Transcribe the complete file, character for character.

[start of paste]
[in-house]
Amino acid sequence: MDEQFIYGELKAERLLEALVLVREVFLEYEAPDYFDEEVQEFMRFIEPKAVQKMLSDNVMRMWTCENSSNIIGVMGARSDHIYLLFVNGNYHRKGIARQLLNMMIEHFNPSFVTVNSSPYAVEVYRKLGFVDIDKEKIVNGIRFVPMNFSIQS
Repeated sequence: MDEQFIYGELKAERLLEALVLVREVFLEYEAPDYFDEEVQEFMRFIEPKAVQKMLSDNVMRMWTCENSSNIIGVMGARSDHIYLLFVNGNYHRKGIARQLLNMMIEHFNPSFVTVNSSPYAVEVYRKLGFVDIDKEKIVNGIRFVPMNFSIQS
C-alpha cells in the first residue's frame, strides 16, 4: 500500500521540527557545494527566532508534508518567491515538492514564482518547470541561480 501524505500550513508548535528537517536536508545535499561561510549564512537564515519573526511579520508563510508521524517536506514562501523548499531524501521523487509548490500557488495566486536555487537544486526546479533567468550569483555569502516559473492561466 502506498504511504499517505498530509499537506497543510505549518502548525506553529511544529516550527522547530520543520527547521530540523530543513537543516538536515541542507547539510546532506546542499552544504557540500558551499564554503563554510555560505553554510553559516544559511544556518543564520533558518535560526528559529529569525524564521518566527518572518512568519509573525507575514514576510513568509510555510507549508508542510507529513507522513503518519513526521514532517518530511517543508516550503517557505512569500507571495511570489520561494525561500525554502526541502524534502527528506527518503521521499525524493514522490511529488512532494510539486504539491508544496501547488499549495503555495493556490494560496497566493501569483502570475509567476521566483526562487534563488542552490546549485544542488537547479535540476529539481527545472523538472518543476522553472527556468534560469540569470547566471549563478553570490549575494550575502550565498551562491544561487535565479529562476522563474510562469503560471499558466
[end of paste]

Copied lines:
[in-house]
Amino acid sequence: MDEQFIYGELKAERLLEALVLVREVFLEYEAPDYFDEEVQEFMRFIEPKAVQKMLSDNVMRMWTCENSSNIIGVMGARSDHIYLLFVNGNYHRKGIARQLLNMMIEHFNPSFVTVNSSPYAVEVYRKLGFVDIDKEKIVNGIRFVPMNFSIQS
Repeated sequence: MDEQFIYGELKAERLLEALVLVREVFLEYEAPDYFDEEVQEFMRFIEPKAVQKMLSDNVMRMWTCENSSNIIGVMGARSDHIYLLFVNGNYHRKGIARQLLNMMIEHFNPSFVTVNSSPYAVEVYRKLGFVDIDKEKIVNGIRFVPMNFSIQS
C-alpha cells in the first residue's frame, strides 16, 4: 500500500521540527557545494527566532508534508518567491515538492514564482518547470541561480 501524505500550513508548535528537517536536508545535499561561510549564512537564515519573526511579520508563510508521524517536506514562501523548499531524501521523487509548490500557488495566486536555487537544486526546479533567468550569483555569502516559473492561466 502506498504511504499517505498530509499537506497543510505549518502548525506553529511544529516550527522547530520543520527547521530540523530543513537543516538536515541542507547539510546532506546542499552544504557540500558551499564554503563554510555560505553554510553559516544559511544556518543564520533558518535560526528559529529569525524564521518566527518572518512568519509573525507575514514576510513568509510555510507549508508542510507529513507522513503518519513526521514532517518530511517543508516550503517557505512569500507571495511570489520561494525561500525554502526541502524534502527528506527518503521521499525524493514522490511529488512532494510539486504539491508544496501547488499549495503555495493556490494560496497566493501569483502570475509567476521566483526562487534563488542552490546549485544542488537547479535540476529539481527545472523538472518543476522553472527556468534560469540569470547566471549563478553570490549575494550575502550565498551562491544561487535565479529562476522563474510562469503560471499558466